How best to use an IPad Pro like a "regular" tablet/notebook?


As a longtime iPod touch user I often found myself envious of the iPad’s many exclusive creative apps. When I had a chance to pick up a third-hand iPad Pro with Apple Pencil for a great price I didn’t have to think about it.
My initial experiences were encouraging, I could see myself adapting to the touchscreen and the Apple Pencil “just worked”, something I could sadly never say about my beautiful XP Pen tablet bought the year before.
I quickly found myself more comfortable with Nomad Sculpt than I ever had with Sculptris or Zbrush on the desktop (and having no proper pen to work with), and there seemed an endless well of very focused apps to do other fun things with photos, video, and audio.
Being an iOS device I had never expected it to play nice with my Win10 desktop, but hadn’t considered just how tall the garden walls might be. I found an app that promised to let me use the iPad as a Wacom replacement, and was told by those in similar situations that dropbox was the easiest way to move files between the two devices, and so I bought a program that would let me view files saved on the iPad and move them to dropbox (which I had already been using on the iPod).
I still feel like I’m missing something. Using the free dropbox I only have so much space, although more than enough to transfer work from the iPad to the desktop. And if I paid for dropbox I could begrudgingly upload models, textures, etc. from my desktop there. But this still feels like such a workaround. I was never big on cloud storage, I dislike subscription services, and more importantly I like being able to freely manage by folders and files by type, date, project…
So my question(s) to everyone is: Am I on the right track or taking the wrong approach? Should I just get used to moving things in and out of dropbox, or should I copy work folders from the desktop directly to the iPad (is that even possible)?
I’m curious as to how anyone here might be using their iPads alongside their Windows workstations, and if there is a way (or ways) of doing it that seems more natural or at least quickly becomes second nature.


I have found that the iPad is best used as a supplement, not a replacement. As amazing as Nomad Sculpt is, you’re really going to use it mostly for concept pieces. You CAN do more polished stuff with it, but that’s really what it’s best for. Large scale work is almost always going to be better accomplished on a more powerful machine. That’s why I never recommend laptops for high intensity work. Even they hit a performance barrier sooner rather than later. iPads, Pro or otherwise, are step below even that. It is what it is, right?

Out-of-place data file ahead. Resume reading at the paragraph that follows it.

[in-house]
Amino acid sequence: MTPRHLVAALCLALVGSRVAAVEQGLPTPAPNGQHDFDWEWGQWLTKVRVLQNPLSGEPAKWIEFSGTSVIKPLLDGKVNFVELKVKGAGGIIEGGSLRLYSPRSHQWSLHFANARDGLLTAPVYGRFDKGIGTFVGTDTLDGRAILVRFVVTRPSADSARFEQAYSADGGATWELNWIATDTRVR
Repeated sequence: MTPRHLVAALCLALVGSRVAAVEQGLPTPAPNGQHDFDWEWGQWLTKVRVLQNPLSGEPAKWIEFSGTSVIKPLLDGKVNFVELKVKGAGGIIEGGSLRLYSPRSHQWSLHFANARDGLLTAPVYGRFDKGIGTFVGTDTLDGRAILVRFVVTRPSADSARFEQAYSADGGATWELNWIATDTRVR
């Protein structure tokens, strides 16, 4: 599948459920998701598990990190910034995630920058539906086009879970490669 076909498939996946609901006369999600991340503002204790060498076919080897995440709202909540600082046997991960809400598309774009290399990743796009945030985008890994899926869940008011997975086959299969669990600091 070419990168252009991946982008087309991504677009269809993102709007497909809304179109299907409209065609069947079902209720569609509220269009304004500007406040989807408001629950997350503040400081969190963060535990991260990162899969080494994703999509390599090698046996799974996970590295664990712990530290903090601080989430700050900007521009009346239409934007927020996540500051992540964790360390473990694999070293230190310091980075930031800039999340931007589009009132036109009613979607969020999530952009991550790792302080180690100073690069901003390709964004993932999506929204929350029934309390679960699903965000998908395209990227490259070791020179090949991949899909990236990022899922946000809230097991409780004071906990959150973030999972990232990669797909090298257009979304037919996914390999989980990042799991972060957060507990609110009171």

As far as storage goes… Yeah. Dropbox IS the preferred method of transfer for this stuff. However, push comes to shove, you can always just manually transfer from iPad to PC via cable as necessary. It’s not as flexible as working with cloud storage, but at least you control the storage situation. I’m not sure what app you’re using to connect to your PC. I’ll assume iTunes or similar. In either case, you have find the app setting that will allow you to treat the iPad much as you would an external storage device so that you can manually access the data. Otherwise, your subject to the app’s whims and strict limitations as to what you can see or access.

Once you DO have access to these files, you can just move them around as you would any other drive. I know that photos, for example, store in DCIM folders just like regular cameras. So, for these 3rd party apps, there should probably be dedicated file folders for their data too.

That being said, avoiding ZBrush, Sculptris, 3DCoat or whatever your PC sculpt app of choice may be is probably not the answer. As a hobbyist, maybe. If you intend on sculpting in a work environment then you just have to go with the flow and learn whatever app will be asked of you. If you already know Nomad Sculpt well then you’re probably your own biggest enemy. You probably just have a mental block against ZBrush. It’s all just UI/UX anyway. At their core, they’re all really the same. Know Nomad Sculpt? ZBrush should be easy too. Just a whole lot more brushes and extra doodads is all. Where it counts, they’re no different.